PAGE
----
In the Commonwealth of Virginia, a third offense of driving under the influence of drugs or alcohol (DUI) is a felony.
With a felony conviction on your record, how difficult will it be to find the kind of job you want and an employer who will hire you, even if you are a well-qualified applicant?
Understanding EEOC guidance
In 2012, the Equal Employment Opportunity Commission issued a resource for employers, employees and job applicants with a very long name: “Enforcement Guidance on the Consideration of Arrest and Conviction Records in Employment Decisions Under Title VII of the Civil Rights Act of 1964.” Basically, this is a resource that addresses the use of arrest or conviction information in hiring practices. The EEOC does not prohibit employers from acquiring arrest or conviction records related to their employees or job seekers. The main purpose of the Guidance is to ensure that employers do not use such information in a discriminatory manner.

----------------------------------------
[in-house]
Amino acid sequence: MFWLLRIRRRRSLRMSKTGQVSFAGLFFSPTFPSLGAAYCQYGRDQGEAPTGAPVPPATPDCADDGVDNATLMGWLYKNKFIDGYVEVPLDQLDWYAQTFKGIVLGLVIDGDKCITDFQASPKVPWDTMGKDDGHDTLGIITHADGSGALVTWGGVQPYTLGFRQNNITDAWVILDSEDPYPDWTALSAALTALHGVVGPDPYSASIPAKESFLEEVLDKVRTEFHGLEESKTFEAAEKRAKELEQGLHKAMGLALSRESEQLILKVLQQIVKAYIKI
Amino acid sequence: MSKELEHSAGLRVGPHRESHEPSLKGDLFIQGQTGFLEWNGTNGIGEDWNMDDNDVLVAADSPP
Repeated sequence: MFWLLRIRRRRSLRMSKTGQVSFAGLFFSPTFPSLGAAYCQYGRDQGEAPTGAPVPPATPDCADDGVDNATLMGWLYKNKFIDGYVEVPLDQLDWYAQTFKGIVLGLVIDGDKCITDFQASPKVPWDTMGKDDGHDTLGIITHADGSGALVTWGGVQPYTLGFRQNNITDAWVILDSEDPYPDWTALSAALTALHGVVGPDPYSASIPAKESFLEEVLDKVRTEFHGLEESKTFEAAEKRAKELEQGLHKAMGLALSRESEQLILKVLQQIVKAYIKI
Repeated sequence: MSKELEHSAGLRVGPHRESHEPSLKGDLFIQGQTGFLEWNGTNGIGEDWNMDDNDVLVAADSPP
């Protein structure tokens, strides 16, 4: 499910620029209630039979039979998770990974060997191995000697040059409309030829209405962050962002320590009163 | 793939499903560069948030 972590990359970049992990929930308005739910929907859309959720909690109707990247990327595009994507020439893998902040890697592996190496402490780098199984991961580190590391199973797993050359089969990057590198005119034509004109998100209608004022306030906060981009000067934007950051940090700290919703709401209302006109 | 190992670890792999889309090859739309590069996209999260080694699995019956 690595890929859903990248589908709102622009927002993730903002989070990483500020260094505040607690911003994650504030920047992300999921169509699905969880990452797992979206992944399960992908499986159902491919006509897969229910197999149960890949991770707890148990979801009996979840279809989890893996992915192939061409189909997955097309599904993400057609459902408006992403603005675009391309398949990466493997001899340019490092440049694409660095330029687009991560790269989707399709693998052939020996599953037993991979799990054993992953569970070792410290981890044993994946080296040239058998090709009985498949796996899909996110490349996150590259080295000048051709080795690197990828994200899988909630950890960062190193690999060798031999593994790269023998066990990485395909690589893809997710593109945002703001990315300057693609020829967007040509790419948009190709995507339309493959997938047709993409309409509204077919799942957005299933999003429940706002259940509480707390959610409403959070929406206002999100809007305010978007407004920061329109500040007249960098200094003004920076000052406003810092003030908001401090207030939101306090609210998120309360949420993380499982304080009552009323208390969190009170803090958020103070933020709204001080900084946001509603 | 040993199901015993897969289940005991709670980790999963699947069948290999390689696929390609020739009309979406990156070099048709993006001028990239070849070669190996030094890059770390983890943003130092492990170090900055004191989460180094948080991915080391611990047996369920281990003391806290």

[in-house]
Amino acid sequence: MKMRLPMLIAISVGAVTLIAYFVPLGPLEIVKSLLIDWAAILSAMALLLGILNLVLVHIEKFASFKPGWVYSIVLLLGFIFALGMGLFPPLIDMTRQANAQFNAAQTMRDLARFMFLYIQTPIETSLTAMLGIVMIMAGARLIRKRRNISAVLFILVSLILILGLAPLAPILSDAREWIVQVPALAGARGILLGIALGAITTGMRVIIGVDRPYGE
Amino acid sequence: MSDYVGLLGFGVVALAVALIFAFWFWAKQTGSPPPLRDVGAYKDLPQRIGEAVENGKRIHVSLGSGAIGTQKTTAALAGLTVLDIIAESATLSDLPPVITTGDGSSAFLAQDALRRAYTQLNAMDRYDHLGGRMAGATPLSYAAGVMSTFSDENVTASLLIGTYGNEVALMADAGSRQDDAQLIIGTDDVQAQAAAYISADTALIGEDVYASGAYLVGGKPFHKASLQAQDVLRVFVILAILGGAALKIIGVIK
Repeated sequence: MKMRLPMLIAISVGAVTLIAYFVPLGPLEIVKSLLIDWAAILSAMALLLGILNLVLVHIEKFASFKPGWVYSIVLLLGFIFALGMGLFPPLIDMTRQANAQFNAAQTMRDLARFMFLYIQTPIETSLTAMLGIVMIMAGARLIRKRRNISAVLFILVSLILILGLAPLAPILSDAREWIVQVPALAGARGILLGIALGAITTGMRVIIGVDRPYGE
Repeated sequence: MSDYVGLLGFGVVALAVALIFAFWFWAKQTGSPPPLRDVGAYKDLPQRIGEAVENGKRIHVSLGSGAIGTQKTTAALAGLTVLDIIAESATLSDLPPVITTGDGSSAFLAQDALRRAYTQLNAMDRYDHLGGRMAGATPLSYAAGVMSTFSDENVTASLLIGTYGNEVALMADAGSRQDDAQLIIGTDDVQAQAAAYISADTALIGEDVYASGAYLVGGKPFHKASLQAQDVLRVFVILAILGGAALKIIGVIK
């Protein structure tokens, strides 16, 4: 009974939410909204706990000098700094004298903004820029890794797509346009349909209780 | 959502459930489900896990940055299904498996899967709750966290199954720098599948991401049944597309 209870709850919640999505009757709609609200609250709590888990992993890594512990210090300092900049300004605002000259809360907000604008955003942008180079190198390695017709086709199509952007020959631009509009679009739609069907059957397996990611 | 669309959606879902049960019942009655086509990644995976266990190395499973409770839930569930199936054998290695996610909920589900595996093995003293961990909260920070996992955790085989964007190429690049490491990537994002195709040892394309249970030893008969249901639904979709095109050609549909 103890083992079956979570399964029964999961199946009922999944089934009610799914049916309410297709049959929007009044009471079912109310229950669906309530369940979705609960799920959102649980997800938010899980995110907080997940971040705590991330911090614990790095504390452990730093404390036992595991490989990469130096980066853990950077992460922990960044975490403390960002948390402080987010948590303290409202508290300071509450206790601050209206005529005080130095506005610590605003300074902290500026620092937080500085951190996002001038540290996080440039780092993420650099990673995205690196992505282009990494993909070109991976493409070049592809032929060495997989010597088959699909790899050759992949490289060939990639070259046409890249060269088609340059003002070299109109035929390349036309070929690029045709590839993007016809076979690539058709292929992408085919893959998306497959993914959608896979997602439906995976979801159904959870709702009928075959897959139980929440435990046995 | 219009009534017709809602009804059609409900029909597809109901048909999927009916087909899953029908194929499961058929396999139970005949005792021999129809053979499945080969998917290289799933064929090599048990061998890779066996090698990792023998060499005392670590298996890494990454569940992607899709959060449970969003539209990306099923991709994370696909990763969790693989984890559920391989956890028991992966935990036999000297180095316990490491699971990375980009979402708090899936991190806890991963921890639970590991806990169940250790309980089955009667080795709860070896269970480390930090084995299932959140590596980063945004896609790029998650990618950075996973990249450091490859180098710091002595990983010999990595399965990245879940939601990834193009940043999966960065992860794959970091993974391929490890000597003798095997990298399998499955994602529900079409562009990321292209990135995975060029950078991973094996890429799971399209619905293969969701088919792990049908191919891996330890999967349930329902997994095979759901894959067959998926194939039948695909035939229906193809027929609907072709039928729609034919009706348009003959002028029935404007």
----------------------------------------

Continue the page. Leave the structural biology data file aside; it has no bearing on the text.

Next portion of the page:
Under Title VII, an employer cannot treat employees or job applicants having the same criminal records differently because of protected characteristics such as their race, sex or national origin. If there are exclusions, the employer must show that these are “job related and consistent with business necessity” in order to avoid liability. The employer must consider the nature of the crime the employee or applicant committed and how long ago it happened. The convicted felon must also have the opportunity to explain why he or she should not be excluded.
Protecting your rights
If you encounter problems with discrimination due to your criminal record, you may reach out for legal guidance. While a felony conviction can make job hunting difficult, you have rights to protect and may need professional and compassionate help finding the way forward.